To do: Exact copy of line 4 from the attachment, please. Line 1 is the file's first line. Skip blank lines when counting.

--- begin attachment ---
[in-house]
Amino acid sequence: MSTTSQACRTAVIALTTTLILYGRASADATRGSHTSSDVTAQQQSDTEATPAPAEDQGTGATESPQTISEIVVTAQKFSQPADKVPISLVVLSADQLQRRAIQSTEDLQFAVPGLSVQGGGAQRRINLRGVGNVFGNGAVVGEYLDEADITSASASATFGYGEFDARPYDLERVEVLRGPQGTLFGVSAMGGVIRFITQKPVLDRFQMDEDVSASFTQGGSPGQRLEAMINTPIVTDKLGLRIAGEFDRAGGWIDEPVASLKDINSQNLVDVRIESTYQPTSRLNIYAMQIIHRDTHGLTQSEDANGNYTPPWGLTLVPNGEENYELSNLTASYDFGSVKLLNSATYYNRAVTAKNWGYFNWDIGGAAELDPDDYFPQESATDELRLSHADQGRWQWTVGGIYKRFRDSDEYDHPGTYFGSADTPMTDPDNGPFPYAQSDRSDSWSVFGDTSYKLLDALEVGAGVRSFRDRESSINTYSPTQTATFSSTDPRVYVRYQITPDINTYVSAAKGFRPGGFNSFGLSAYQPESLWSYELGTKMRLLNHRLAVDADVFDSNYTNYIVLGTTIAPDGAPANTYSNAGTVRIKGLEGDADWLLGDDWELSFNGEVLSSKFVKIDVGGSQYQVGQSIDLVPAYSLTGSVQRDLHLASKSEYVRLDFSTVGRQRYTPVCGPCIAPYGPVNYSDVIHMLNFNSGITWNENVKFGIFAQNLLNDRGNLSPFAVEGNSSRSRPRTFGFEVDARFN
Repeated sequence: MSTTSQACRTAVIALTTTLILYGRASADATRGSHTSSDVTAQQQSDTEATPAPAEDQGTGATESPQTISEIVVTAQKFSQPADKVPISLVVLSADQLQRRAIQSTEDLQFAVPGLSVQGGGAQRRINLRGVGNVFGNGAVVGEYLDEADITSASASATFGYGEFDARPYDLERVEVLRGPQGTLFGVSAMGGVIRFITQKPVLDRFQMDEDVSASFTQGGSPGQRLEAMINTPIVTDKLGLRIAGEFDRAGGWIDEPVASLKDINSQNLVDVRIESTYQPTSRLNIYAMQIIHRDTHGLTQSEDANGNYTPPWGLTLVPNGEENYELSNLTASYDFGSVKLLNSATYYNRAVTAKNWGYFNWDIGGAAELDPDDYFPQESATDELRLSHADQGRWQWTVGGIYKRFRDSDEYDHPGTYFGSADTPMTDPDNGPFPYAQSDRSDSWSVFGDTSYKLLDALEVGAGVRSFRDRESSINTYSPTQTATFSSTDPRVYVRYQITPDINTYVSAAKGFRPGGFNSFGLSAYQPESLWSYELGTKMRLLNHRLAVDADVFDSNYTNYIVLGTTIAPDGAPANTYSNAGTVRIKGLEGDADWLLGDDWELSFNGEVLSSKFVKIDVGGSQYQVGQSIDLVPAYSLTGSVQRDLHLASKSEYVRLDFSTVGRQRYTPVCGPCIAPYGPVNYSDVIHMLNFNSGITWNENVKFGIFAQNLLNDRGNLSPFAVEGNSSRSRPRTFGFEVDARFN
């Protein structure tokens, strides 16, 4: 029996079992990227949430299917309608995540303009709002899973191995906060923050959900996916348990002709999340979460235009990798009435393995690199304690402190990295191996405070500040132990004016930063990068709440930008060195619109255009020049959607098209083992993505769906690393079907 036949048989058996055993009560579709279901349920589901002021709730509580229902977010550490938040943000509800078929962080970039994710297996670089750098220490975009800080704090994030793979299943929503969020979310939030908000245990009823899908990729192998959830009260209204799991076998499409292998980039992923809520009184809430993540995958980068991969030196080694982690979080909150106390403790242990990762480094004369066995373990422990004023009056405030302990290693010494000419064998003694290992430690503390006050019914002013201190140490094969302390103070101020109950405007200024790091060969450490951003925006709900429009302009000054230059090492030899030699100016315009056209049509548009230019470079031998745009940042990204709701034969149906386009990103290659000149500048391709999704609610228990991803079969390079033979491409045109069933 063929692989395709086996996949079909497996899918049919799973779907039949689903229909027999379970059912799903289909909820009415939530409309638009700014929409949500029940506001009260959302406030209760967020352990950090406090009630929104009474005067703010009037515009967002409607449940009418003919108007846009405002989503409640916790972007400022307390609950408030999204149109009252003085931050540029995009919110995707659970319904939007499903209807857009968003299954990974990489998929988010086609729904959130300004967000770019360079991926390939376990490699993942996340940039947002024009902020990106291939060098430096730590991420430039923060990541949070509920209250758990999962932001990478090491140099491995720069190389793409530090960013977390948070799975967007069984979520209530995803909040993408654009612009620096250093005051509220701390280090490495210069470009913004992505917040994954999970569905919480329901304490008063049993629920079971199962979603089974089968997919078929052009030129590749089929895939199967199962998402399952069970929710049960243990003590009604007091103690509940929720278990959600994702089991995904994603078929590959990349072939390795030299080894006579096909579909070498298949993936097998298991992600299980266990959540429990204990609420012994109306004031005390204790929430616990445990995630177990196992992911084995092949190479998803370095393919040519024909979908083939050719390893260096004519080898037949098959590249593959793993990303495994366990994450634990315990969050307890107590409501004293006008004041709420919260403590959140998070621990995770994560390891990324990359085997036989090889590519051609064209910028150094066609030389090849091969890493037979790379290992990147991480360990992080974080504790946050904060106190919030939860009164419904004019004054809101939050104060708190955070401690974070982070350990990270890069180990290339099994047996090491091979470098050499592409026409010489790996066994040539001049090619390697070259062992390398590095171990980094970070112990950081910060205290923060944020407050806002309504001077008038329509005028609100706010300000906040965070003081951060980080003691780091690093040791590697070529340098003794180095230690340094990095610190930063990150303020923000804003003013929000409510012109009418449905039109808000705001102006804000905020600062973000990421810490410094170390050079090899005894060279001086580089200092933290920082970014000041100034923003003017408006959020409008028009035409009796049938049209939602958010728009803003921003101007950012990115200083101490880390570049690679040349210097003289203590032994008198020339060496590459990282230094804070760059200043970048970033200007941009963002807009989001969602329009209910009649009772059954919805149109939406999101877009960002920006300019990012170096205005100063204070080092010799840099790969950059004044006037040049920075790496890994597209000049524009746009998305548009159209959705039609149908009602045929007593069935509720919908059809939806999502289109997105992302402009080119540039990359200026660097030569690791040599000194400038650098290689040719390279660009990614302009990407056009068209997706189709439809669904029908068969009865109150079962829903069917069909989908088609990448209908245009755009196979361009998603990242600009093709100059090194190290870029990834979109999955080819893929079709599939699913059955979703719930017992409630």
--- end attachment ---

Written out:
């Protein structure tokens, strides 16, 4: 029996079992990227949430299917309608995540303009709002899973191995906060923050959900996916348990002709999340979460235009990798009435393995690199304690402190990295191996405070500040132990004016930063990068709440930008060195619109255009020049959607098209083992993505769906690393079907 036949048989058996055993009560579709279901349920589901002021709730509580229902977010550490938040943000509800078929962080970039994710297996670089750098220490975009800080704090994030793979299943929503969020979310939030908000245990009823899908990729192998959830009260209204799991076998499409292998980039992923809520009184809430993540995958980068991969030196080694982690979080909150106390403790242990990762480094004369066995373990422990004023009056405030302990290693010494000419064998003694290992430690503390006050019914002013201190140490094969302390103070101020109950405007200024790091060969450490951003925006709900429009302009000054230059090492030899030699100016315009056209049509548009230019470079031998745009940042990204709701034969149906386009990103290659000149500048391709999704609610228990991803079969390079033979491409045109069933 063929692989395709086996996949079909497996899918049919799973779907039949689903229909027999379970059912799903289909909820009415939530409309638009700014929409949500029940506001009260959302406030209760967020352990950090406090009630929104009474005067703010009037515009967002409607449940009418003919108007846009405002989503409640916790972007400022307390609950408030999204149109009252003085931050540029995009919110995707659970319904939007499903209807857009968003299954990974990489998929988010086609729904959130300004967000770019360079991926390939376990490699993942996340940039947002024009902020990106291939060098430096730590991420430039923060990541949070509920209250758990999962932001990478090491140099491995720069190389793409530090960013977390948070799975967007069984979520209530995803909040993408654009612009620096250093005051509220701390280090490495210069470009913004992505917040994954999970569905919480329901304490008063049993629920079971199962979603089974089968997919078929052009030129590749089929895939199967199962998402399952069970929710049960243990003590009604007091103690509940929720278990959600994702089991995904994603078929590959990349072939390795030299080894006579096909579909070498298949993936097998298991992600299980266990959540429990204990609420012994109306004031005390204790929430616990445990995630177990196992992911084995092949190479998803370095393919040519024909979908083939050719390893260096004519080898037949098959590249593959793993990303495994366990994450634990315990969050307890107590409501004293006008004041709420919260403590959140998070621990995770994560390891990324990359085997036989090889590519051609064209910028150094066609030389090849091969890493037979790379290992990147991480360990992080974080504790946050904060106190919030939860009164419904004019004054809101939050104060708190955070401690974070982070350990990270890069180990290339099994047996090491091979470098050499592409026409010489790996066994040539001049090619390697070259062992390398590095171990980094970070112990950081910060205290923060944020407050806002309504001077008038329509005028609100706010300000906040965070003081951060980080003691780091690093040791590697070529340098003794180095230690340094990095610190930063990150303020923000804003003013929000409510012109009418449905039109808000705001102006804000905020600062973000990421810490410094170390050079090899005894060279001086580089200092933290920082970014000041100034923003003017408006959020409008028009035409009796049938049209939602958010728009803003921003101007950012990115200083101490880390570049690679040349210097003289203590032994008198020339060496590459990282230094804070760059200043970048970033200007941009963002807009989001969602329009209910009649009772059954919805149109939406999101877009960002920006300019990012170096205005100063204070080092010799840099790969950059004044006037040049920075790496890994597209000049524009746009998305548009159209959705039609149908009602045929007593069935509720919908059809939806999502289109997105992302402009080119540039990359200026660097030569690791040599000194400038650098290689040719390279660009990614302009990407056009068209997706189709439809669904029908068969009865109150079962829903069917069909989908088609990448209908245009755009196979361009998603990242600009093709100059090194190290870029990834979109999955080819893929079709599939699913059955979703719930017992409630």